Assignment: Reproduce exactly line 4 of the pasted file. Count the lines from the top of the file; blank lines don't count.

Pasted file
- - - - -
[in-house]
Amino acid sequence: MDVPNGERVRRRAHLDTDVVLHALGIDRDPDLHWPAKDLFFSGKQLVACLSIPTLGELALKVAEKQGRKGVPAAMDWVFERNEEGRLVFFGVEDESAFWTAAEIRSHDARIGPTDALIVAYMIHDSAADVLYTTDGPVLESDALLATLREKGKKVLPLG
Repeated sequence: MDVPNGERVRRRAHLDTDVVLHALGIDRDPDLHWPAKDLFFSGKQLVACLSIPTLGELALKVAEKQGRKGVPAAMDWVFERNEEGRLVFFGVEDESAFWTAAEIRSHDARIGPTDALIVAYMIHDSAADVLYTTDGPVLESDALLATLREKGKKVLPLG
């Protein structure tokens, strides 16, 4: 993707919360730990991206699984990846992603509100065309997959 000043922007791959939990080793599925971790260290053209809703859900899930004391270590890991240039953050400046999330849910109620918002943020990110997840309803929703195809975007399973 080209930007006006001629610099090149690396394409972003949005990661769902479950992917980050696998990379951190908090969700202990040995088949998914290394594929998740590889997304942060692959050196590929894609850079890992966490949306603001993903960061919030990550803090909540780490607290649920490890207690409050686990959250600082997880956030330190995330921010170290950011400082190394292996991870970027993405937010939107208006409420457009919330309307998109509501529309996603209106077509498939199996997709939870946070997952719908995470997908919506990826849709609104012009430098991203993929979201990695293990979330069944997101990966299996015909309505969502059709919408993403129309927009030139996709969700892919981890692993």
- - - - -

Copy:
């Protein structure tokens, strides 16, 4: 993707919360730990991206699984990846992603509100065309997959 000043922007791959939990080793599925971790260290053209809703859900899930004391270590890991240039953050400046999330849910109620918002943020990110997840309803929703195809975007399973 080209930007006006001629610099090149690396394409972003949005990661769902479950992917980050696998990379951190908090969700202990040995088949998914290394594929998740590889997304942060692959050196590929894609850079890992966490949306603001993903960061919030990550803090909540780490607290649920490890207690409050686990959250600082997880956030330190995330921010170290950011400082190394292996991870970027993405937010939107208006409420457009919330309307998109509501529309996603209106077509498939199996997709939870946070997952719908995470997908919506990826849709609104012009430098991203993929979201990695293990979330069944997101990966299996015909309505969502059709919408993403129309927009030139996709969700892919981890692993």